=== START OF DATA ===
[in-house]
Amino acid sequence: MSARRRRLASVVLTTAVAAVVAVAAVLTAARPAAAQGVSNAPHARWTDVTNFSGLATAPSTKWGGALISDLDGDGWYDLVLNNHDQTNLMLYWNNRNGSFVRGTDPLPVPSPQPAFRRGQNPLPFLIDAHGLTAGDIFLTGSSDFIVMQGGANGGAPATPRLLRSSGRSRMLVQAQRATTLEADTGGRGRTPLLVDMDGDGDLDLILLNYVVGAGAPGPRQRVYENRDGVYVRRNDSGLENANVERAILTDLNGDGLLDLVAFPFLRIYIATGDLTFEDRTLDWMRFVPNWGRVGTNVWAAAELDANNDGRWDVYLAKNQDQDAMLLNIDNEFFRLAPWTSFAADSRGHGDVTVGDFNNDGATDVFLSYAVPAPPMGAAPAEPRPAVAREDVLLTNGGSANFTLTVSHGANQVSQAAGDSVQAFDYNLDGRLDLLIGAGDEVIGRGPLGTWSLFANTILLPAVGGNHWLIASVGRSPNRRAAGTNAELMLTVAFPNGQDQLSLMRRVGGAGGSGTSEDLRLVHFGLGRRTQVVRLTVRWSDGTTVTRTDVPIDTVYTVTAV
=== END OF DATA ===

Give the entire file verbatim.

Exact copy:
[in-house]
Amino acid sequence: MSARRRRLASVVLTTAVAAVVAVAAVLTAARPAAAQGVSNAPHARWTDVTNFSGLATAPSTKWGGALISDLDGDGWYDLVLNNHDQTNLMLYWNNRNGSFVRGTDPLPVPSPQPAFRRGQNPLPFLIDAHGLTAGDIFLTGSSDFIVMQGGANGGAPATPRLLRSSGRSRMLVQAQRATTLEADTGGRGRTPLLVDMDGDGDLDLILLNYVVGAGAPGPRQRVYENRDGVYVRRNDSGLENANVERAILTDLNGDGLLDLVAFPFLRIYIATGDLTFEDRTLDWMRFVPNWGRVGTNVWAAAELDANNDGRWDVYLAKNQDQDAMLLNIDNEFFRLAPWTSFAADSRGHGDVTVGDFNNDGATDVFLSYAVPAPPMGAAPAEPRPAVAREDVLLTNGGSANFTLTVSHGANQVSQAAGDSVQAFDYNLDGRLDLLIGAGDEVIGRGPLGTWSLFANTILLPAVGGNHWLIASVGRSPNRRAAGTNAELMLTVAFPNGQDQLSLMRRVGGAGGSGTSEDLRLVHFGLGRRTQVVRLTVRWSDGTTVTRTDVPIDTVYTVTAV